Latex art: images, reflection, and AIDS brings together artists from different contemporary streams working with different plastic means.
From its onset, AIDS has been addressed by American and European artists, its clinical, social and cultural approach changing from the 1980s to date.
Although the exhibition expresses the feelings behind these first interventions with works by the Spaniard Pepe Espaliu like el nido, the carrying, or the patrones series, and by the Argentinean artists Alejandro KuropatwaCóctel, and Liliana Marescaand her Frenesí video, it is focused on the current view of the pandemic, bluntly summarised by the photographs of Alicia Lamarca and Eduardo Nave. Their works add to the comparison with features which show AIDS as a terminal hopeless disease, and enhance the reflection of the disease in the sufferers’ everyday life.

Outstanding artists, like Pepe Miralles –the founder of Colectivo Local Neutral andProyecto 1 de Diciembre– and Javier Codesal are also represented. Their art pieces have continuously got closer and closer to the disease. Pepe Miralles has even taken a further step, carrying out dissemination and education activities in the exhibition itself, such as the Information Centre, a space for reference and action where visitors are encouraged to analyse the reality of AIDS in today’s society, after 20 years.
In his Dias de SIDA, Codesal shows us his view on the disease. He stresses his rejection to images of fear, but at the same time he is against icons in which fear or any sign of the disease seem to have vanished.

Exhibitions and isolated actions have been seen every now and then in the Spanish art scene:
50 artistas contra el SIDA, held in Seville in 1995, and Frente al SIDA held at the Foundation Art Reale of Madrid, with 70 artists reflecting on the pandemic. Paco de la Torre was one of the participants. In Late(x) Art, six of his paintings address the ‘no-contact’ topic, delving into the fate of senses and the evolution of sexual contacts.
Art actions against AIDS in Latin America are also represented in the exhibition with the works of Venezuelan artist Liliana. She presented her installation Give-see-take in 1997. She has now returned to the subject, nine years later, with her installationProtecting since 1564, included in Late(x) Art, offering her blunt view on the Church and AIDS.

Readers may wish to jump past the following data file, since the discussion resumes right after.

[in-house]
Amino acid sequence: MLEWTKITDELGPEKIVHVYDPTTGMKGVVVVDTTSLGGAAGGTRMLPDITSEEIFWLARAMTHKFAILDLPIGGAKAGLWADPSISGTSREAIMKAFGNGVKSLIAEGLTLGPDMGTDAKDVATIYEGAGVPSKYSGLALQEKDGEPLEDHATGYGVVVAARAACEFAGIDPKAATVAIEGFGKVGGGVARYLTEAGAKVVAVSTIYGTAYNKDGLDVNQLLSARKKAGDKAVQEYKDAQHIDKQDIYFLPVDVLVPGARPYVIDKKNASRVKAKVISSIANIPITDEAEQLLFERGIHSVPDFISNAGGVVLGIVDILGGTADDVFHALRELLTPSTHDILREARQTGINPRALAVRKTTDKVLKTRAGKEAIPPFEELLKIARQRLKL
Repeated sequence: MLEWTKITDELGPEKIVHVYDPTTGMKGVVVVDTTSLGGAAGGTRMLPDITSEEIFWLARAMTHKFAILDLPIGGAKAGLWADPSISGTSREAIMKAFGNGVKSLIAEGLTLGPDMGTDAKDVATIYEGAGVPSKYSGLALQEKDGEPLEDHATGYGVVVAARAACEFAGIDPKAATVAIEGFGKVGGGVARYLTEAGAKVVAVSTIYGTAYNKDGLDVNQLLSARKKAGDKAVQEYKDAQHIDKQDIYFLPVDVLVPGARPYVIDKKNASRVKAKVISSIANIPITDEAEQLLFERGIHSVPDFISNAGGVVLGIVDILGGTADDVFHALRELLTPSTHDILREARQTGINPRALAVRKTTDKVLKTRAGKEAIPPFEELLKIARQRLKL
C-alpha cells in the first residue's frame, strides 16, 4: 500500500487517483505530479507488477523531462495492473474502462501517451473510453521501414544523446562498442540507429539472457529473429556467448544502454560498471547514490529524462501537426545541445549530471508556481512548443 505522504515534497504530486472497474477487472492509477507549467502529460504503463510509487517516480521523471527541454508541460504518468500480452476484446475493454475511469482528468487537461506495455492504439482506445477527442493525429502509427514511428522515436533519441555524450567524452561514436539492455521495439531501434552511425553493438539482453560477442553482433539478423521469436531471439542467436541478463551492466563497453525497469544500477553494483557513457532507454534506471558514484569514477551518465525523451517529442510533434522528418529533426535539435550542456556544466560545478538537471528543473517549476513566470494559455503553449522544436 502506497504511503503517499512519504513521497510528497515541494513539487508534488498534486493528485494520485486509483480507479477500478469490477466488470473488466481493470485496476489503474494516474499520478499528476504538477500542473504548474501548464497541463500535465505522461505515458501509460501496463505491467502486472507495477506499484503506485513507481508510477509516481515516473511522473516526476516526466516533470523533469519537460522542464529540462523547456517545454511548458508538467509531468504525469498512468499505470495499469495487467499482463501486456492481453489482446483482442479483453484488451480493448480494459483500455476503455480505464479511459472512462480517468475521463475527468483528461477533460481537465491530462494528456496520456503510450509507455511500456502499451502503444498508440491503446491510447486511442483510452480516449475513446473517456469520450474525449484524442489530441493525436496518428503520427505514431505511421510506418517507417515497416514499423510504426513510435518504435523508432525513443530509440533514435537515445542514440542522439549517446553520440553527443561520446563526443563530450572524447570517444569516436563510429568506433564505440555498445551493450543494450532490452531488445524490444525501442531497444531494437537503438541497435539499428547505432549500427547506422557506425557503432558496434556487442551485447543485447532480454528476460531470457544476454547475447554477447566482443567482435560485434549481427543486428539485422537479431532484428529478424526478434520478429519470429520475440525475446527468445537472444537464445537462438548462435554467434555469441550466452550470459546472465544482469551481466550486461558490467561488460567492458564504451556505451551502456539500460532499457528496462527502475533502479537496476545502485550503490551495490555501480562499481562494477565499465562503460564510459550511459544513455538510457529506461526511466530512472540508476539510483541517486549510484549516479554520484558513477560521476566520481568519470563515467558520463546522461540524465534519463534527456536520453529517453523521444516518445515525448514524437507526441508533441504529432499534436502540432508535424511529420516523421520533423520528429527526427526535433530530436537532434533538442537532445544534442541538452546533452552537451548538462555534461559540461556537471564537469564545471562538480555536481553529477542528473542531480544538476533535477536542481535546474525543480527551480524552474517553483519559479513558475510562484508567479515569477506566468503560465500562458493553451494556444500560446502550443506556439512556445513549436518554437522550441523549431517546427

Plurality is a constant feature in the exhibition, which ensures the presence of new works by artists who approach the topic for the first time, together with previous works.

Among those with a first immersion into the AIDS subject is Antuan, a Cuban-descent artist living in Miami whose works have a markedly social background. His installation,Testimonios, uses text as an instrument to reach the audience, and a spoon and a fork for us to “seat” at a peculiar table and enjoy the bittersweet taste of words.
Similarly, other works have been selected for their sharp message and as food for thought for visitors, given their rich visual contents. This is the case with Patricia Gómez‘s cajas de resonancia y de música (sound and music boxes), whose poetics matches the feelings we want to express perfectly.
In line with Patricia, Maldita Bendición, by Fernando Bellver, embodies the subject with female nude forms, and also touches on prevention. Both pieces of work complement and oppose one another: Bellver’s female figure is provocative and daring, while Patricia’s one conceals itself.

Finally, two audiovisuals supplement the information to visitors and complete the social view of AIDS. One is the exhibition’s starting point. It covers the prevention aspect, a major concern worldwide. It shows real testimonies of people from sectors more prone to contagion. Thought-provoking images from campaigns and press cuttings make up the background to the testimonies.
The second audiovisual includes forceful film scenes featuring the AIDS issue from its onset to date.
Late(x) Art is an approach to AIDS from different art strategies which allow us to listen, see, learn, and recognise AIDS globally; the exhibition catalogue offers further information not only from an artistic and cultural viewpoint but also from a medical and psycho-social perspective.
Our aim and motivation is for people not to feel indifferent when they come and see the exhibition, and to make them aware.
Curators:  Sofía Barrón and Judith Navarro
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